With tens of thousands of successful franchise owners across the United States, determining which ones were worthy of being identified as among America's Star Franchisees was not a simple task. There are close to 3,000 franchise companies in the United States collectively contributing $1 trillion annually to the economy, according to the International Franchise Association.
We reviewed 28,500 franchisees, representing 364 brands, between June 2014 to December 2015 as part of our annual franchise satisfaction survey. Our approach as a franchise industry market research firm is to perform independent surveys of franchisee satisfaction and franchise buyer experiences.
For our partnership with CNBC, we decided to leverage our annual research on top franchise brands as the first step in identifying top-performing franchisees around the country, those individual owners within franchise systems who exemplify a combination of financial success and professional satisfaction.
The three franchise company keys
There are many different metrics one can evaluate when looking for franchise business opportunities that will produce successful owners, but for this project, we first evaluated the franchise company on three key metrics:
Proof of concept: The primary benefit of investing in a franchise is its proven track record of success in various markets. This track record only comes with more established brands of a certain size. While there are always interesting new franchise concepts, franchises with less than 100 open and operating units were removed from consideration. This narrowed down our list of applicable franchise brands to less than 500.
Clean reporting: Among these 100 brands, we did not need to eliminate any for reasons of litigation or bankruptcy, but FDDs were reviewed for these items. We also made sure each franchise system had a clean audit report. Finally, we looked for high unit turnover (in excess of 10 percent annually averaged over the past three years).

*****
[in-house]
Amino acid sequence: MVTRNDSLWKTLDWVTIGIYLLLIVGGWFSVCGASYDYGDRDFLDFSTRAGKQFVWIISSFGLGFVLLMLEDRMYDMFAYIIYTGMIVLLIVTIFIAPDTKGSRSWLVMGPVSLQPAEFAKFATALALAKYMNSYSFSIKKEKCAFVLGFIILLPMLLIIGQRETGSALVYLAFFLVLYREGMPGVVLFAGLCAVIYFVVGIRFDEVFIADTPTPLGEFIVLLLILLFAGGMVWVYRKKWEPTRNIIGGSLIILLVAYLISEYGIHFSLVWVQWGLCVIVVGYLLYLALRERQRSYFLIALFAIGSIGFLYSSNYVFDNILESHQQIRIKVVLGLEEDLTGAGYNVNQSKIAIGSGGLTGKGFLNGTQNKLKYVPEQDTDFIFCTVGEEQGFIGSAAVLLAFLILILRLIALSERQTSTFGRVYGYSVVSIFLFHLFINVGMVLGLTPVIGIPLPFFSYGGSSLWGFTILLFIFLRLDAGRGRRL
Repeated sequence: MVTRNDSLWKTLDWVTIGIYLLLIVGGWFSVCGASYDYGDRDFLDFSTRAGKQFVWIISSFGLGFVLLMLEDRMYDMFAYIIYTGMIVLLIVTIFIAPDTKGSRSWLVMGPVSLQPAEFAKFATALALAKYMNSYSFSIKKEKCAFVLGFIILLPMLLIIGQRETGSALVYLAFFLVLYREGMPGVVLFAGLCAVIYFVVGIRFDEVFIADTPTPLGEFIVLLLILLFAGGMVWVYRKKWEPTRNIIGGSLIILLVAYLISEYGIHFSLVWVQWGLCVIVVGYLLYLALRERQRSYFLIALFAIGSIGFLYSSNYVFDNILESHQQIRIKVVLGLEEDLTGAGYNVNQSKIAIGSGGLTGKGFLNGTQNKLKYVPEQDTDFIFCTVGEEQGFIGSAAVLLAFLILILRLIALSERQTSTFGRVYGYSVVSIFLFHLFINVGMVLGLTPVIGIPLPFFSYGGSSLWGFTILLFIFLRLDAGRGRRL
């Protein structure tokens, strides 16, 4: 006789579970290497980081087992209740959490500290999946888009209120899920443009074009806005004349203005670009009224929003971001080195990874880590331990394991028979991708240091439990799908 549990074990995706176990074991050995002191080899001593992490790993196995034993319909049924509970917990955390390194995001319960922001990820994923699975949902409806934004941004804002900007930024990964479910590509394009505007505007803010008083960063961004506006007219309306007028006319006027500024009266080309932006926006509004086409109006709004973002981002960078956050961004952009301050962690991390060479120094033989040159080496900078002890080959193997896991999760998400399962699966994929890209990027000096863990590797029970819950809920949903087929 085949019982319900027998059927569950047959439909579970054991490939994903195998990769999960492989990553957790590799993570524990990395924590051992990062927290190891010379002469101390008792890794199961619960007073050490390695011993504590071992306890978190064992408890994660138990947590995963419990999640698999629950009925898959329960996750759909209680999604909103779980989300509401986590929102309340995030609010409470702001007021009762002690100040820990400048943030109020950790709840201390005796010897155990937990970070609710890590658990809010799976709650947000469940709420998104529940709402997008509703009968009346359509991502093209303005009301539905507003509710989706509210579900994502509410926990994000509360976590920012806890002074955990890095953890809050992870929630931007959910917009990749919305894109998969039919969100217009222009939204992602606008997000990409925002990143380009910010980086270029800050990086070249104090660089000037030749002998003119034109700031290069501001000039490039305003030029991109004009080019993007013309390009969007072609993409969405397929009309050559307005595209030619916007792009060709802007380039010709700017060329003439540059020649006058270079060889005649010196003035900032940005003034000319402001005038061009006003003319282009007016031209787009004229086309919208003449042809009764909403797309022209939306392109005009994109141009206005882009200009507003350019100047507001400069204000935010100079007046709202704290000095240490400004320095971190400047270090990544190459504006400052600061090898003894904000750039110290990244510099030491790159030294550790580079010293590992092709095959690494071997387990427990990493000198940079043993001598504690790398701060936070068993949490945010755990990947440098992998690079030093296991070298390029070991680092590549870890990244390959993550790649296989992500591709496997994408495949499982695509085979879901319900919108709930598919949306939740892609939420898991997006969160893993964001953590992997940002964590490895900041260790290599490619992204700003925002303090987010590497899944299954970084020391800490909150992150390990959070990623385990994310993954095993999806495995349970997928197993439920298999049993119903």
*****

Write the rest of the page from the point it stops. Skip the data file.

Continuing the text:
High return on investment: Brands were evaluated for their potential return on investment based on their required initial investment compared to average franchisee annual income. There was no minimum percentage, but companies with a higher ROI ratio (franchisee income to initial franchise investment) received a higher weighting. The median ROI ratio for franchising is a 0.4 based on median franchisee income of $63,000 and median initial investment of $165,000.
Note: Initial investment and start-up cost information for brands in America's Star Franchisees is sourced from 2015 franchise disclosure documents and could be updated during 2016.
The two fundamental questions for franchisees
Next, we put these companies to the franchisee test, looking at two key sentiment readings from owners in these franchise systems:
Broad franchisee satisfaction: Having surveyed franchisees from more than 900 franchise companies over the last decade, Franchise Business Review has observed how closely high franchisee satisfaction is tied to franchise performance. Nobody knows a franchise business better than its franchisees. They can truthfully answer the questions you need the answers to prior to investing in a franchise.
Will you receive good training and support? Are the systems and processes solid? Do the marketing programs actually drive business? Is the business performing well financially? And most importantly, would you recommend your franchise to others?
We used current data from our franchisee satisfaction research in order to eliminate any companies that did not have high satisfaction among their franchisees. This step further narrowed the number of brands that could make the top-tier franchise cut down to under 100.